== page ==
[4]The challenged Decision was the offshoot of a Petition for Declaratory Relief[5] filed before the RTC-
Manila by herein Respondent Social Justice Society (SJS) against herein Petitioner Mariano Mike Z.
Velarde, together with His Eminence, Jaime Cardinal Sin, Executive Minister Erao Manalo, Brother
Eddie Villanueva and Brother Eliseo F. Soriano as co-respondents. The Petition prayed for the resolution
of the question whether or not the act of a religious leader like any of herein respondents, in endorsing the
candidacy of a candidate for elective office or in urging or requiring the members of his flock to vote for a
specified candidate, is violative of the letter or spirit of the constitutional provision. n January 28, 2003,
SJS filed a Petition for Declaratory Relief (SJS Petition) before the RTC-Manila against Velarde and his
aforesaid co-respondents. SJS, a registered political party, sought the interpretation of several
constitutional provisions,[8] specifically on the separation of church and state; and a declaratory judgment
on the constitutionality of the acts of religious leaders endorsing a candidate for an elective office, or
urging or requiring the members of their flock to vote for a specified candidate.Bro. Eddie Villanueva
submitted, within the original period [to file an Answer], a Motion to Dismiss. Subsequently, Executive
Minister Erao Manalo and Bro. Mike Velarde, filed their Motions to Dismiss. While His Eminence Jaime
Cardinal L. Sin, filed a Comment and Bro. Eli Soriano, filed an Answer within the extended period and
similarly prayed for the dismissal of the Petition. All sought the dismissal of the Petition on the common
grounds that it does not state a cause of action and that there is no justiciable controversy. They were
ordered to submit a pleading by way of advisement, which was closely followed by another Order
denying all the Motions to Dismiss. Bro. Mike Velarde, Bro. Eddie Villanueva and Executive Minister
Erao Manalo moved to reconsider the denial. His Eminence Jaime Cardinal L. Sin, asked for extension to
file memorandum. Only Bro. Eli Soriano complied with the first Order by submitting his
Memorandum..Court denied the Motions to Dismiss, and the Motions for Reconsideration filed by Bro.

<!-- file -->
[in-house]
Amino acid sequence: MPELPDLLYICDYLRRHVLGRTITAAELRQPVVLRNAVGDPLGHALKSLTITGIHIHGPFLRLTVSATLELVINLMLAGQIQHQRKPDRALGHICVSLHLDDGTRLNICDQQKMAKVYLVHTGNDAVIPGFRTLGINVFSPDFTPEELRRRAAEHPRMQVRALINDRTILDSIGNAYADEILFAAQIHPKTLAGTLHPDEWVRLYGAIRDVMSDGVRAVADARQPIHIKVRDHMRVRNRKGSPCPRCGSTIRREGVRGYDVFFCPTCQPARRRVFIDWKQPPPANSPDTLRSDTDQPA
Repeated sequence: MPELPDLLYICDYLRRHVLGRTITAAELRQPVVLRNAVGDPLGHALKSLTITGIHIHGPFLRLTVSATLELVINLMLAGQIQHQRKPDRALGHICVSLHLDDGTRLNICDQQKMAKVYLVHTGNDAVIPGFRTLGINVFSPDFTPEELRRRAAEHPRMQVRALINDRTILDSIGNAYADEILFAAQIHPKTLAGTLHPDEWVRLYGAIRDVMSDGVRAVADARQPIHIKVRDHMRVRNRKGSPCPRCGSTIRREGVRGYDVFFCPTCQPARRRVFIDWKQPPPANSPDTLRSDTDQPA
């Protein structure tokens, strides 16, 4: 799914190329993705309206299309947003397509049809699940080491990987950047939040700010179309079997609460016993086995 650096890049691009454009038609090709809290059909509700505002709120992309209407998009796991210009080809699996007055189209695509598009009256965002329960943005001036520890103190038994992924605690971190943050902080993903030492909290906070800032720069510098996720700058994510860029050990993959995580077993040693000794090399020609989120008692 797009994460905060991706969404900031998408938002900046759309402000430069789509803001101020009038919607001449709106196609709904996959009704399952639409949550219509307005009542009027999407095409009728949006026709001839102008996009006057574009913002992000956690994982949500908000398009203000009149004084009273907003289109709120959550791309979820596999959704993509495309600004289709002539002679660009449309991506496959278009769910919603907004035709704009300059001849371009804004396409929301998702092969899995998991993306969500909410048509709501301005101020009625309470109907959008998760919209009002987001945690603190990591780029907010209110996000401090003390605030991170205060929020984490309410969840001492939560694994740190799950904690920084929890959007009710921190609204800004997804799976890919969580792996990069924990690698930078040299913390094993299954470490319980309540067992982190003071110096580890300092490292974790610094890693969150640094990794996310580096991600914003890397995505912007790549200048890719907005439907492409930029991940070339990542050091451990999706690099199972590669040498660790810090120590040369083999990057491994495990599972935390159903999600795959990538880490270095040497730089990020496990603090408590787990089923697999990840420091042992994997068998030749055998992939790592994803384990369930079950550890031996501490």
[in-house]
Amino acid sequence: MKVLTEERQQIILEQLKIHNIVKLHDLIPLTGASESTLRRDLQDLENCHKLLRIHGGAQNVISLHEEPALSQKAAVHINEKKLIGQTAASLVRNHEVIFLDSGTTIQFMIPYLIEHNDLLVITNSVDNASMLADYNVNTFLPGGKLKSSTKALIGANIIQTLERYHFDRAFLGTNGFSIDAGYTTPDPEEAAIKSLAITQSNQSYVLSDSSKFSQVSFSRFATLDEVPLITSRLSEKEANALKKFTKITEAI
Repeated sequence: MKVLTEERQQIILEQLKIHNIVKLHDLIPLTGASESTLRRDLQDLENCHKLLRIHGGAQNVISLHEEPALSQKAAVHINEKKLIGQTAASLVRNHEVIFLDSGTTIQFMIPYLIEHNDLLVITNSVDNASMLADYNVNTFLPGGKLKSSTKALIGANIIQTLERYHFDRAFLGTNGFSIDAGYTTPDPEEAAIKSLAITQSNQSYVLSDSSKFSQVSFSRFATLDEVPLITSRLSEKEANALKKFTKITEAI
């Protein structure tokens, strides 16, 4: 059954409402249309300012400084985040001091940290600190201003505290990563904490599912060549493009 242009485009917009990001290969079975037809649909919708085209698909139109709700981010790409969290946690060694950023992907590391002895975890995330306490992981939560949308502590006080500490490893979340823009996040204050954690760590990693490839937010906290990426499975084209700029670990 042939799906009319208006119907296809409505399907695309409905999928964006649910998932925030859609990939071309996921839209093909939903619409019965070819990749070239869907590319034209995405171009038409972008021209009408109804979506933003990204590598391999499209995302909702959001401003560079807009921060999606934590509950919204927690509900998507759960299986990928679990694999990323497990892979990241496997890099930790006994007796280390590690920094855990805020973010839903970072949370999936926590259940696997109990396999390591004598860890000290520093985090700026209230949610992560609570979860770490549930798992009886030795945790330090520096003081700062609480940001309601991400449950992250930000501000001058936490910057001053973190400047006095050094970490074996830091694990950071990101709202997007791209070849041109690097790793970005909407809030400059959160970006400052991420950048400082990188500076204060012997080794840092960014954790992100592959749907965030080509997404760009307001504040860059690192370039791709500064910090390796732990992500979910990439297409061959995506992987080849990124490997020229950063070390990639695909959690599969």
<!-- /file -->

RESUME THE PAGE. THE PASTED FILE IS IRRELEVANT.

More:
Mike Velarde, Bro. Eddie Villanueva and Executive Minister Erao Manalo, which raised no new
arguments other than those already considered in the motions to dismiss After narrating the above
incidents, the trial court said that it had jurisdiction over the Petition, because in praying for a
determination as to whether the actions imputed to the respondents are violative of Article II, Section 6 of
the Fundamental Law, [the Petition] has raised only a question of law.[ It then proceeded to a lengthy
discussion of the issue raised in the Petition the separation of church and state even tracing, to some
extent, the historical background of the principle. Through its discourse, the court a quo opined at some
point that the [e]ndorsement of specific candidates in an election to any public office is a clear violation
of the separation clause.After its essay on the legal issue, however, the trial court failed to include a
dispositive portion in its assailed Decision. Thus, Velarde and Soriano filed separate Motions for
Reconsideration which, as mentioned earlier, were denied by the lower court.Hence, this Petition for

Issue: May religious leaders like herein petitioner, Bro. Mike Velarde, be prohibited from endorsing
candidates for public office? Corollarily, may they be banned from campaigning against said candidates?

Held:The basic question posed in the SJS Petition -- WHETHER ENDORSEMENTS OF

serious consideration. As stated earlier, the Court deems this constitutional issue to be of paramount
interest to the Filipino citizenry, for it concerns the governance of our country and its people. Thus,
despite the obvious procedural transgressions by both SJS and the trial court, this Court still called for
Oral Argument, so as not to leave any doubt that there might be room to entertain and dispose of the SJS
Petition on the merits.Counsel for SJS has utterly failed, however, to convince the Court that there are
enough factual and legal bases to resolve the paramount issue. On the other hand, the Office of the
Solicitor General has sided with petitioner insofar as there are no facts supporting the SJS Petition and the
assailed Decision.We reiterate that the said Petition failed to state directly the ultimate facts that it relied
upon for its claim. During the Oral Argument, counsel for SJS candidly admitted that there were no
factual allegations in its Petition for Declaratory Relief. Neither were there factual findings in the assailed
Decision. At best, SJS merely asked the trial court to answer a hypothetical question. In effect, it merely
sought an advisory opinion, the rendition of which was beyond the courts constitutional mandate and
jurisdiction. Indeed, the assailed Decision was rendered in clear violation of the Constitution, because it
made no findings of facts and final disposition. Hence, it is void and deemed legally inexistent.
Consequently, there is nothing for this Court to review, affirm, reverse or even just modify.Regrettably, it
is not legally possible for the Court to take up, on the merits, the paramount question involving a
constitutional principle. It is a time-honored rule that the constitutionality of a statute [or act] will be
passed upon only if, and to the extent that, it is directly and necessarily involved in a justiciable
controversy and is essential to the protection of the rights of the parties concerned.